The question arises as to the preservation on appeal of the question of improper statements of the prosecutor in argument. This Court will not ordinarily decide any point or question which does not plainly appear to have been tried and decided by the lower court. Md.Rule 1085. In Cicero v. State, supra, the Court noted that no objection was made to the challenged argument and thus there was a waiver of the error and an estoppel in the Court of Appeals. But we not think that error is waived by failure to object at the moment the improper statement is made in the argument. 3 See Md.Rule 522 b and 725 f. In Day v. State, 2 Md.App. 334, 234 A.2d 894 we noted that there was no exception or objection taken at the time of the State's Attorney's final argument. We said, at 340, 234 A.2d at 898, 'If the accused desired to complain of an alleged impropriety in the State's Attorney's closing argument he should have either moved to strike it out or moved to withdraw a juror and declare a mistrial.' We do not take this to mean that the point is not preserved unless the State's argument is interrupted by objection or motion. Although it may be better for defense counsel to object when the statement is made during argument, we think that objection is timely when brought to the attention of the trial court when it has a reasonable opportunity to correct the situation at the conclusion of the argument. 4 We note also that there is an obligation on the trial court in certain circumstances even in the absence of objection. In Viereck v. United States, 318 U.S. 236, 63 S.Ct. 561, 87 L.Ed. 734 the accused did not object at the time 'highly prejudicial' remarks were made by the prosecutor, but objected during the court's charge to the jury, which objection was overruled as too late. The Supreme Court said that the trial judge should have stopped counsel's discourse without waiting for an objection. 5 In Meno v. State, supra, the Court said, regarding the 'highly improper' action of the State's Attorney in injecting an improper statement into the case (not in argument), that 'he should have been checked immediately by the court, and the jury instructed to totally disregard his remark.' And the trial court's responsibility may not end with overruling an objection made.' (I)n addition to sustaining an objection to an improper remark or misconduct, (the trial court) is also entrusted with further responsibility to caution or reprimand the State's Attorney as the exigencies of the situation may require and to forthwith instruct the jury to disregard the unwarranted remarks and conduct of the prosecuting attorney.' Contee v. State, supra, 223 Md. 584, 165 A.2d 895. And even absent an objection or action by the trial court, '(i)t is, of course, true that in a criminal case where grave error has been committed, and the accused is thereby denied due process, an appellate court may and should on its own motion, reverse the conviction.' Apple v. State, supra, 190 Md. 667-668, 59 A.2d 512.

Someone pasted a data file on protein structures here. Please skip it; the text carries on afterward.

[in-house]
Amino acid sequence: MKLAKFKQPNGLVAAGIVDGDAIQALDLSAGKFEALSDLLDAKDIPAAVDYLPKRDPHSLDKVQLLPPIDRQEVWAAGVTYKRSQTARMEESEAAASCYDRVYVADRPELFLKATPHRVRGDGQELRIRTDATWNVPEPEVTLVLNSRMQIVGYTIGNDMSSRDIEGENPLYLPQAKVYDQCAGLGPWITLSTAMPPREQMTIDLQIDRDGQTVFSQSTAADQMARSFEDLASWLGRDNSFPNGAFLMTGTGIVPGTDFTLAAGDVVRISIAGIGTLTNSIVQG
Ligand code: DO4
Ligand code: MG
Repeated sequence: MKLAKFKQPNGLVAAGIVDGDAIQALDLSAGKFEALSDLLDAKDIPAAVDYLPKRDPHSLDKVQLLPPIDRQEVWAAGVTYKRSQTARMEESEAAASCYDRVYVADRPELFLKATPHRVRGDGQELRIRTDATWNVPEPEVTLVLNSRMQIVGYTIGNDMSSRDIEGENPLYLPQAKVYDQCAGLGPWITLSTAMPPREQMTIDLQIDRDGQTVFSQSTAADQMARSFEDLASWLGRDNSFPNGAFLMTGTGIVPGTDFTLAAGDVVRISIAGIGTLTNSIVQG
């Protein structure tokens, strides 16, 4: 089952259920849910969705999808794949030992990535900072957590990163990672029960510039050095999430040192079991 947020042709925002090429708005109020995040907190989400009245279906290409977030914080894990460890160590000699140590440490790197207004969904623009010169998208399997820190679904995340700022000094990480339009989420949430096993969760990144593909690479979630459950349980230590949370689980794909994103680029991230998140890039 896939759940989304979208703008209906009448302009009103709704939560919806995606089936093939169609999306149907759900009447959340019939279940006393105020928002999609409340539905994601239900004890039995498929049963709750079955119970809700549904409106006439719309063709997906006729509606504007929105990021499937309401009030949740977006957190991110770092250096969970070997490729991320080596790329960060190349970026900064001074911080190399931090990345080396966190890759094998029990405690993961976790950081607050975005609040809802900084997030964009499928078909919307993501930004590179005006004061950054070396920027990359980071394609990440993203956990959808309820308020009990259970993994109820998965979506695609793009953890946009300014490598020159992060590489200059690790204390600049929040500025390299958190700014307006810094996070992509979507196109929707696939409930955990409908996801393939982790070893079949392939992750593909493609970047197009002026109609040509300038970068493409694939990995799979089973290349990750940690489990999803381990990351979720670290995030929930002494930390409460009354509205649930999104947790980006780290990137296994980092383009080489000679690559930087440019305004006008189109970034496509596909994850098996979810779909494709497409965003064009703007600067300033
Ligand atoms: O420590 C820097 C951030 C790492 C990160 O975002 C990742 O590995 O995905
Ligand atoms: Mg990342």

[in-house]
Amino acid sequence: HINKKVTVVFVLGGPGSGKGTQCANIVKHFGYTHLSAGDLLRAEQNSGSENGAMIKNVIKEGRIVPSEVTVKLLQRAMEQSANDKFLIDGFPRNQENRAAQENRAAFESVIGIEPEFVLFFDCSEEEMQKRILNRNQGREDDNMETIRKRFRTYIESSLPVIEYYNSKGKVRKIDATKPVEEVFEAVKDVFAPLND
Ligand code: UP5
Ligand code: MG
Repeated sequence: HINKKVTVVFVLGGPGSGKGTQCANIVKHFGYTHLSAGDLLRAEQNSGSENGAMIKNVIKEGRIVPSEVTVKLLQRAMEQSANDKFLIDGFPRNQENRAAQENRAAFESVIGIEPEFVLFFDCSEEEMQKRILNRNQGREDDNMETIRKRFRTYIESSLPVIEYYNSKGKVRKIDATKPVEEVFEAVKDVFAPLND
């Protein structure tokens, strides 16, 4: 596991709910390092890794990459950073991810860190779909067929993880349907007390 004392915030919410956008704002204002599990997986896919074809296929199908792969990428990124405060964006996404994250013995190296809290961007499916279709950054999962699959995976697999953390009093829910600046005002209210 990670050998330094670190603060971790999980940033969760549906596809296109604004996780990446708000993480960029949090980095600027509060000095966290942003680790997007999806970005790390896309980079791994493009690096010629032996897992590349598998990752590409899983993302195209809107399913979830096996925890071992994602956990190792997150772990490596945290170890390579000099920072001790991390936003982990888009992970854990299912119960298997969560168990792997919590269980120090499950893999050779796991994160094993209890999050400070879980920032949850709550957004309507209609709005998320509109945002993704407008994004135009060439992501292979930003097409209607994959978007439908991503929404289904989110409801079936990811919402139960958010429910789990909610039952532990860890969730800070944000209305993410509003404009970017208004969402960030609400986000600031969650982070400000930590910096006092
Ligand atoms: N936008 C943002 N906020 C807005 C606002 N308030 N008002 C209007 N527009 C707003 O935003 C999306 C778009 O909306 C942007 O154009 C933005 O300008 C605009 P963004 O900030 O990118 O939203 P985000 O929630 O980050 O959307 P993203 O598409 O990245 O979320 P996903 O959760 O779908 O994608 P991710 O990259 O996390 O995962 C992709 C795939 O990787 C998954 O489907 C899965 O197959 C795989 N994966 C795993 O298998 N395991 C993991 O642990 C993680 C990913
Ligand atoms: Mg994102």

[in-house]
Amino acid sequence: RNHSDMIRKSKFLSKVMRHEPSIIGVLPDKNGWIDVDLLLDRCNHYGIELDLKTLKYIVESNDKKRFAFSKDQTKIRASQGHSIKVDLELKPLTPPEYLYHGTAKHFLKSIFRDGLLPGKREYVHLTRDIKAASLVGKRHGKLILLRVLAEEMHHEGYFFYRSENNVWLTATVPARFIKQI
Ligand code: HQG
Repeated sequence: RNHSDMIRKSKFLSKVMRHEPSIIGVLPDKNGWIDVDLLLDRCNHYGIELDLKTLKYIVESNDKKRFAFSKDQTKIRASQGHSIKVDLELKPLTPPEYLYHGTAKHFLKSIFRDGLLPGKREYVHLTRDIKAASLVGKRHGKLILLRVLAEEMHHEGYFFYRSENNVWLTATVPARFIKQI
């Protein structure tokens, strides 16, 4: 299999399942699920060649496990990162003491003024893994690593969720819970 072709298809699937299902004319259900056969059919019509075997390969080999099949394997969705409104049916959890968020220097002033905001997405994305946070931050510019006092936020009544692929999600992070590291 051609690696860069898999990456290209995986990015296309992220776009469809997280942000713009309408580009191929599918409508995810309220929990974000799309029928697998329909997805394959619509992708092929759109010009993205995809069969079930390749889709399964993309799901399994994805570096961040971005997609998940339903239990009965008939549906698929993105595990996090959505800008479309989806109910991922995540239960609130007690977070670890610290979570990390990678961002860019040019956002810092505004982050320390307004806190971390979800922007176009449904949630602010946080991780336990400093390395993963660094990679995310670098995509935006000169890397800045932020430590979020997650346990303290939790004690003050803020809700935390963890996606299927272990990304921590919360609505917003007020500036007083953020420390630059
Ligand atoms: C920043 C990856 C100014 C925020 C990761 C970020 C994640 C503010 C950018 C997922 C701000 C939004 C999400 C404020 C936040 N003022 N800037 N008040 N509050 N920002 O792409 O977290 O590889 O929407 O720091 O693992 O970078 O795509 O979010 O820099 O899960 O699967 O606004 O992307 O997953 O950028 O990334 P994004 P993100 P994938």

With this background we turn to the instant case. At the conclusion of the State's closing argument defense counsel told the court that he would like 'to take some exceptions to the State's Attorney's argument.' The court suggested it could be done during the lunch hour in chambers and the court recessed. In chambers, in the presence of the appellant, defense counsel moved for a mistrial 'because of the closing argument made by the Assistant State's Attorney.' He said:

'We particularly feel that the entire tenor of the closing argument was improper, and especially refer to statements made that the defendant had been on the witness stand many times when there was no evidence the defendant had ever testified in court; statements that Mr. Newton had told the State's Attorney the same version on numerous occasions when there was no testimony on that point; particularly to his argument to the jury that the defendant was mentally defective, and that the fact of his being mentally defective could be proven by the fact that he had been convicted of assault and battery on several prior occasions. We particularly feel that the Court had instructed the jury and had limited the use of the prior convictions solely to a matter of credibility and that any attempt to show or any argument to show that he was mentally defective because of prior convictions is wholly prejudicial.